William Nicholas Selig (14 March 1864 – 15 July 1948) was an early American cinema pioneer. He founded the Selig Polyscope Company that made the first films of the Oz books of L. Frank Baum.

A Chicago native, the young Selig obtained apprentice training as an upholsterer before choosing a career in show business. He began as a stage magician. By 1890 he was the manager of a minstrel show: "Selig and Johnson's Colored Minstrels" consisted of a dozen performers who traveled the state of California by wagon. As a magician, Selig called himself "Professor" Selig; later he awarded himself the honorary title of "Colonel," which had no basis in fact.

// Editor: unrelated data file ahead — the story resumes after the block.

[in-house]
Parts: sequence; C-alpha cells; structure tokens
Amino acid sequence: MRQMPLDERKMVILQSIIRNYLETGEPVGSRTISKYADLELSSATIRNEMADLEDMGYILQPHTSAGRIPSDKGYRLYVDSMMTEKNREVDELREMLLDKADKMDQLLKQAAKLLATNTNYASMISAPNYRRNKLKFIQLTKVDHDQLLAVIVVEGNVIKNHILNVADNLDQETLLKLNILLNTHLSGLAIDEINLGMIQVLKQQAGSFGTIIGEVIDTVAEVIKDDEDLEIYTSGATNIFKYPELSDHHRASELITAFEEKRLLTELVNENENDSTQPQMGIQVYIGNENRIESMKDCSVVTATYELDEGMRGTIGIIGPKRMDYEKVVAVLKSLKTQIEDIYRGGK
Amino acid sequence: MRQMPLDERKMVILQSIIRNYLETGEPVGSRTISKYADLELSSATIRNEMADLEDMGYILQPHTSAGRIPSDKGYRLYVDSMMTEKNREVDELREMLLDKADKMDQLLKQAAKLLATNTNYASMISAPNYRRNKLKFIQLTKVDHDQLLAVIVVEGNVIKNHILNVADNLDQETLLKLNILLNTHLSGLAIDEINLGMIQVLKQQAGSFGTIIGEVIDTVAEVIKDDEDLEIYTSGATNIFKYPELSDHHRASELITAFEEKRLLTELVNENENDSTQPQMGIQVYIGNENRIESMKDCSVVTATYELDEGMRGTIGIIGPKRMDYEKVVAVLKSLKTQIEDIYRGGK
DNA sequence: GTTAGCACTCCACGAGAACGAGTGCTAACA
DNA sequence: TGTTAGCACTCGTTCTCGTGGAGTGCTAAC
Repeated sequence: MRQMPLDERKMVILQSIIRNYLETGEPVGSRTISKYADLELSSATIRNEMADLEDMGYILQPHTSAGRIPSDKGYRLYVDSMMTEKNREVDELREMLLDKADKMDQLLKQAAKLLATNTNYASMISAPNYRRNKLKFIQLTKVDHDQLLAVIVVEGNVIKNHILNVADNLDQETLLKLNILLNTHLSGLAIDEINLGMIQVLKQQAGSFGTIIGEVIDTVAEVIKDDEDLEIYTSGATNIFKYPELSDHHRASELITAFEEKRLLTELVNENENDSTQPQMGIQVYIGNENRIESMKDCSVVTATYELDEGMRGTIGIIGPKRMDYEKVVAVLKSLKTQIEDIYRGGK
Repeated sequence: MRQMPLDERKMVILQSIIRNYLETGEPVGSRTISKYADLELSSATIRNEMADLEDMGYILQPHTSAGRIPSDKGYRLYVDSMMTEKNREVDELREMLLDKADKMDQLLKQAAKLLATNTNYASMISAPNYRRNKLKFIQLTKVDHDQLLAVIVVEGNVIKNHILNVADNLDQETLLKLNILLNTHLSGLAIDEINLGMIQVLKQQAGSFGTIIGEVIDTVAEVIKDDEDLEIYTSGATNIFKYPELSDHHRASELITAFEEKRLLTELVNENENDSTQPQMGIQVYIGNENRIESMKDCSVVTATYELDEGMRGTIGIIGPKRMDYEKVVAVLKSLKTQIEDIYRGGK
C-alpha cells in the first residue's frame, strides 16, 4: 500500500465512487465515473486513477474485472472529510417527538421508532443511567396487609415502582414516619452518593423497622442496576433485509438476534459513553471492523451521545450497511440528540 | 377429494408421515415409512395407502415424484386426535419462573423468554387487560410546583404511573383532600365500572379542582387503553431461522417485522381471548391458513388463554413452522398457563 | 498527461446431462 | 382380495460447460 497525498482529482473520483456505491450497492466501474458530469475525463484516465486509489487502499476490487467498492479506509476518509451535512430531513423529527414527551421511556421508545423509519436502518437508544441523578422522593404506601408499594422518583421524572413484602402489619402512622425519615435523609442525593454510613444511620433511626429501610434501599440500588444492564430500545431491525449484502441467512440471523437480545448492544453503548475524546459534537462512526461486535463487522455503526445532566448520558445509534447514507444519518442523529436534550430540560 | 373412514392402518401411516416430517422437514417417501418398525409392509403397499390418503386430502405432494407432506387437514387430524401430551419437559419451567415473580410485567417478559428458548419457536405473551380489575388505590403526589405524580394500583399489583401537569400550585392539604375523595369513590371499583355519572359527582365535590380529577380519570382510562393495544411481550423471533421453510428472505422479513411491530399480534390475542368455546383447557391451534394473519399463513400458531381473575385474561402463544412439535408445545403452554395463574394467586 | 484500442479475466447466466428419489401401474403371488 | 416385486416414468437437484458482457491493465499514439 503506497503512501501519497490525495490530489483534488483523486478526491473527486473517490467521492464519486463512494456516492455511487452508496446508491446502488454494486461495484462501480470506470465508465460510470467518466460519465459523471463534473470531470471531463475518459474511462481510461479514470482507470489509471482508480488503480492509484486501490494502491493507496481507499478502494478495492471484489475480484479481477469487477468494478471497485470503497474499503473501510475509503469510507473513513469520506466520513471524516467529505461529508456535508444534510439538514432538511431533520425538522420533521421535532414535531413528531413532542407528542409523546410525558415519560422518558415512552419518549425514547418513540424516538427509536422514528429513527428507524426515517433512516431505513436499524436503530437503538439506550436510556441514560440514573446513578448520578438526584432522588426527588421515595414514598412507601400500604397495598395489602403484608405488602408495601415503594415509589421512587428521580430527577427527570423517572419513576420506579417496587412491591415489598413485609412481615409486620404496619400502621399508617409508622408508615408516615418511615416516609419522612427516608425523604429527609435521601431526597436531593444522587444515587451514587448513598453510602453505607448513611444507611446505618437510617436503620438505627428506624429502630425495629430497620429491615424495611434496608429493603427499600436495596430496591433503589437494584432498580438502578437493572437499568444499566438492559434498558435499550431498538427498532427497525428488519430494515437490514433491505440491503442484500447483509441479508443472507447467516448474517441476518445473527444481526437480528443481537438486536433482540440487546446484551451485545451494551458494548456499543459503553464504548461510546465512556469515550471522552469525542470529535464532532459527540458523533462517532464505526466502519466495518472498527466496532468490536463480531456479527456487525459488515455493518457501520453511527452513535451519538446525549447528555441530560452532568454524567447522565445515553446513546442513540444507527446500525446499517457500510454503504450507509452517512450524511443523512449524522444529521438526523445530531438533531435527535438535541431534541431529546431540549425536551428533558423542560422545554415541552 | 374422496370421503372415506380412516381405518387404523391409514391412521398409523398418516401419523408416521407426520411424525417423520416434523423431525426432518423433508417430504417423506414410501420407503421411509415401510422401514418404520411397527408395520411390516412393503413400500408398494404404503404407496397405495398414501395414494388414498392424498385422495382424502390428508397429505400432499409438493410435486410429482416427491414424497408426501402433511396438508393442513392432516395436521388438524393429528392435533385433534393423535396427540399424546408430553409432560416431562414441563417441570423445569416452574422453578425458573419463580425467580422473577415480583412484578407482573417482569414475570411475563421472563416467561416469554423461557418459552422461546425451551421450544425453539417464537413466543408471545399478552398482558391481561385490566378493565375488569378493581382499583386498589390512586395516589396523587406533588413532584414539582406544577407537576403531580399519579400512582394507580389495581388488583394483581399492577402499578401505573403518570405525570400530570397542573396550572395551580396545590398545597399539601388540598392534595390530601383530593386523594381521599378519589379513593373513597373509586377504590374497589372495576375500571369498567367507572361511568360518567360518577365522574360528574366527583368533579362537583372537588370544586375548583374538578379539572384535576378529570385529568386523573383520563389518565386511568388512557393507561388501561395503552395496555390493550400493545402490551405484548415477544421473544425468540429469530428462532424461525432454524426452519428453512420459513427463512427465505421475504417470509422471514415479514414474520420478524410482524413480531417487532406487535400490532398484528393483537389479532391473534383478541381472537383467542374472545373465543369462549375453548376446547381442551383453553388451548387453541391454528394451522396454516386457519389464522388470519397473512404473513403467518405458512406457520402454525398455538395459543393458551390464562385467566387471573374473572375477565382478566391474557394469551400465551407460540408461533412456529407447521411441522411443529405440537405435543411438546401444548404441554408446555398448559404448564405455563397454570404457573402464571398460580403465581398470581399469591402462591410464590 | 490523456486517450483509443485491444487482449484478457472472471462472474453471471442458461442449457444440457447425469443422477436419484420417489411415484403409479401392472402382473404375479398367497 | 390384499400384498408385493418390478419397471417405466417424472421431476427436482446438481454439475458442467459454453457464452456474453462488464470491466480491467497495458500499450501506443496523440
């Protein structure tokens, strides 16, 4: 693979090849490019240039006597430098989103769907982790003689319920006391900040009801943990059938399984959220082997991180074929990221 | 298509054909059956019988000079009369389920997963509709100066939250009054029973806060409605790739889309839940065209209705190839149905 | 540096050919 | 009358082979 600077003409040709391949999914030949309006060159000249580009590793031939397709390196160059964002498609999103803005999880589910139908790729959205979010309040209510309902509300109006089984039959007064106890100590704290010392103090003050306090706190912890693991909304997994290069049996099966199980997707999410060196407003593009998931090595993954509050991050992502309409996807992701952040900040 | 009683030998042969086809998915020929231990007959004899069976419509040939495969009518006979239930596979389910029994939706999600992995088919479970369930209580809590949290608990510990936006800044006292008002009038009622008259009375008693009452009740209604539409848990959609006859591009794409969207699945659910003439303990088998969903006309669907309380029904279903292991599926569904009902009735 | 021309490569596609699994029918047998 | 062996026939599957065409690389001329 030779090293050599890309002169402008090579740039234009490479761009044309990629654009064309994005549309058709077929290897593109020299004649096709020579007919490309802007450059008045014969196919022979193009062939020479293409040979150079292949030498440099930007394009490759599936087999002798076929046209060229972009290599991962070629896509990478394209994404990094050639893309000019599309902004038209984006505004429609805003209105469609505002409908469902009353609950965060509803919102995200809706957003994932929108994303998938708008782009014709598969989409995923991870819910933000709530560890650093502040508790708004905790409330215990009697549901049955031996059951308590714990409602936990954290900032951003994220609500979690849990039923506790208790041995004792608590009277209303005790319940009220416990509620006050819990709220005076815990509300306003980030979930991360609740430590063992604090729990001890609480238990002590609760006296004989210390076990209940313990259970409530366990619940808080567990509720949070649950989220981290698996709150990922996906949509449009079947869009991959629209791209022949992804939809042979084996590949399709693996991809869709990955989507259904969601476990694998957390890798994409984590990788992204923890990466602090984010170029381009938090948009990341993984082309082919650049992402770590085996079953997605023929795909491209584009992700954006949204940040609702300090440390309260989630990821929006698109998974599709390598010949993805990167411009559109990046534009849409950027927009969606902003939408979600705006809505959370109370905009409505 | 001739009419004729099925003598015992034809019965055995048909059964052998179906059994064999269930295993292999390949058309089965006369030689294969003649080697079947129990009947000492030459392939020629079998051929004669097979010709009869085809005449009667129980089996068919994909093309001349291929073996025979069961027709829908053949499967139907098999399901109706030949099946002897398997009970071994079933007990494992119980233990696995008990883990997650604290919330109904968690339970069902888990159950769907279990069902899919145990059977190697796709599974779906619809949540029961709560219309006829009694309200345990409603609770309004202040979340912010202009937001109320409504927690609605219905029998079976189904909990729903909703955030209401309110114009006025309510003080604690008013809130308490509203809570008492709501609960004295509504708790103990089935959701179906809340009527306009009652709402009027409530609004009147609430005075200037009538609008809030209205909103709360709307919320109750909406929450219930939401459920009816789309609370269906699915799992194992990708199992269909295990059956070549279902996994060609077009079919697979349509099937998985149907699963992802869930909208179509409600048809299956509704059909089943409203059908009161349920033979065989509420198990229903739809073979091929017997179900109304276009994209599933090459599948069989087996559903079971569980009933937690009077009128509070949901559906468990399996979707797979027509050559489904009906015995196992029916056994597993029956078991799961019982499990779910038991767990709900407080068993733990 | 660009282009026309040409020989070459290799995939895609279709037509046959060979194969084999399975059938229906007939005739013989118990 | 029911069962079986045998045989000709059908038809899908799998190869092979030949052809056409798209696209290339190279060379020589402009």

Selig became interested in film in 1895, when he saw a demonstration of Edison's equipment in Dallas. Back in Chicago, he formed his first movie business, the Multiscope and Film Company, and produced his first film, The Tramp and the Dog, both in 1896. By 1898 he was a functioning commercial filmmaker; in November 1900 he incorporated the Selig Polyscope Company, with which he was to achieve the major success of his career.

After his movie company folded in 1918, Selig did some independent film production, and finished his life as a sort of literary agent: he sold to the studios the film rights to stories that he had acquired earlier in his career.


  • Anthony Slide. Early American Cinema. 2nd edition, Scarecrow Press, 1994.

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